Introducing a pan-European product
An Eurofighter case study

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Page 3: Collaborative production

Eurofighter 5 Image 2The production of something as technically complex as a fighter aircraft across four countries creates difficulties, but also offers tremendous benefits. The primary major advantage is that of cost because the substantial costs of development, which would in other circumstances be prohibitive to an individual country, are spread. This effectively reduces the risk involved to each partner. Without this collaboration, it is unlikely that any European country would unilaterally undertake such a project. The costs and risks would simply be too high and European air forces would be reliant on other countries for their aircraft. However, the collaboration of the requirements of four European NATO nations has resulted in an order for 620 aircraft - the largest production order for a military aircraft anywhere in the world.

Secondly, the four industrial partners can share their expertise in the aerospace industry. For instance, by sharing the technology used in work on commercial aircraft both products benefit from continual improvement in technology and materials. For example, CASA, the Spanish aerospace manufacturer has developed a high degree of specialisation in composite materials and is a world leader in the manufacturing of carbon fibre, an essential material in the Eurofighter’s construction.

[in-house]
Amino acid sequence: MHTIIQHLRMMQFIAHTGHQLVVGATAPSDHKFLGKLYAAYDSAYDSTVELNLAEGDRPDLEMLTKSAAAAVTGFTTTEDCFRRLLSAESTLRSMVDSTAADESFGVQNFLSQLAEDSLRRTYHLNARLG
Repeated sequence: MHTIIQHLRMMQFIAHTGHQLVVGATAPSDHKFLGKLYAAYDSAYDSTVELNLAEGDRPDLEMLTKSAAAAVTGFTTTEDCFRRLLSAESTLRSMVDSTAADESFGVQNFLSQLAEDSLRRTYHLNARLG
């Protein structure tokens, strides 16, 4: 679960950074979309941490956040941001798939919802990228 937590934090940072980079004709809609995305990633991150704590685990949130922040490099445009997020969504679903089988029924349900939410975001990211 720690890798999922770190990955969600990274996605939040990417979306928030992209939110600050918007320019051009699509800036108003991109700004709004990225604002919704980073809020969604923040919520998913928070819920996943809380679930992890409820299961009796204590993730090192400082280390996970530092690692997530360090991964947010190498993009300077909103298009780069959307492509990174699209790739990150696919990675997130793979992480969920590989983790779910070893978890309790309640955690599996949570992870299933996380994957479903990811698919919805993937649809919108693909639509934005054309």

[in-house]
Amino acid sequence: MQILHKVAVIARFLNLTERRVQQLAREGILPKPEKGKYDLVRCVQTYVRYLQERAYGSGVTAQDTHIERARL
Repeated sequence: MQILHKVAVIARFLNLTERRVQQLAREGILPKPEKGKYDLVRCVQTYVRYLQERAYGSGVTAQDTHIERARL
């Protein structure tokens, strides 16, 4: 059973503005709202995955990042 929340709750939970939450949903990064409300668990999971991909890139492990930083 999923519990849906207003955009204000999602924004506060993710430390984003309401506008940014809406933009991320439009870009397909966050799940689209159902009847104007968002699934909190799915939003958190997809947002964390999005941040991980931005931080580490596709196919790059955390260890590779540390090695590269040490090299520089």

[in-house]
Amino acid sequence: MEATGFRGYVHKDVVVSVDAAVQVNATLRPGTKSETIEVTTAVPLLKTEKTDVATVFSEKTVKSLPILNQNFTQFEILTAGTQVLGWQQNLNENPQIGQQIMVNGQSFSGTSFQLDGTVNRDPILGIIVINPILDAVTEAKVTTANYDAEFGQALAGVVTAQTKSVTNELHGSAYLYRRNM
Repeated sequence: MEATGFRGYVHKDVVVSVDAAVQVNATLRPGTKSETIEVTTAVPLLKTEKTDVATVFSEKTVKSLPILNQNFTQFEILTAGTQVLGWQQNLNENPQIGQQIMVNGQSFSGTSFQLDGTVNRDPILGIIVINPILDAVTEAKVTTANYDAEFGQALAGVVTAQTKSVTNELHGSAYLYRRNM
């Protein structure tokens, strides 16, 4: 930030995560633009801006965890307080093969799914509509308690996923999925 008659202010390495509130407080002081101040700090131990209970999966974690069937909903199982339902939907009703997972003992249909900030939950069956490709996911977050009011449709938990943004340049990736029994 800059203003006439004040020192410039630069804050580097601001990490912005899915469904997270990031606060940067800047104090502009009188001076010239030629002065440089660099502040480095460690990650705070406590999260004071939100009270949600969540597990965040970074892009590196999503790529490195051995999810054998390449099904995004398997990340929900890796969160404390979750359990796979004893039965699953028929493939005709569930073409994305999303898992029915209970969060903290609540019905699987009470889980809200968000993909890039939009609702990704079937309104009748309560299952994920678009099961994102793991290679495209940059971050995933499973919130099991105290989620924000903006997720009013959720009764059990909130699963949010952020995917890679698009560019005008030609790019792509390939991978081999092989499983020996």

The four partners have been involved in previous development projects and have built up their own areas of technological expertise. This wealth of technological knowledge is subsequently shared with the other partners to ensure cost-effective manufacturing. As this expertise is shared, it ensures that the aerospace industries of the partners will be world leaders with true global competitiveness.

The four partner companies will not only benefit from the technological challenges in the Eurofighter programme. There are around 400 first and second line suppliers - and thousands more suppliers beyond that - and 150,000 people who will be involved over the next 20 years at least, in the development and production of the Eurofighter Typhoon. It is believed this will create many positive benefits for the economy and, in particular, the industrial base of each of the member countries. However, the significance of the Eurofighter project is likely to have other important social and political implications - helping to cement international relations, strengthening the European defence pillar and its place in NATO.

The production contract established a maximum price for 620 aircraft worth $45 billion. These will be produced in three batches and Eurofighter is under obligation to reduce the unit cost of the aircraft with each batch, the ultimate and ambitious objective - to deliver the Typhoon at a lower average cost than the previous generation of fighters, the Tornado. If successful, this would be an unprecedented achievement as successive combat aircraft have always proved more expensive than their predecessors.

Eurofighter | Introducing a pan-European product
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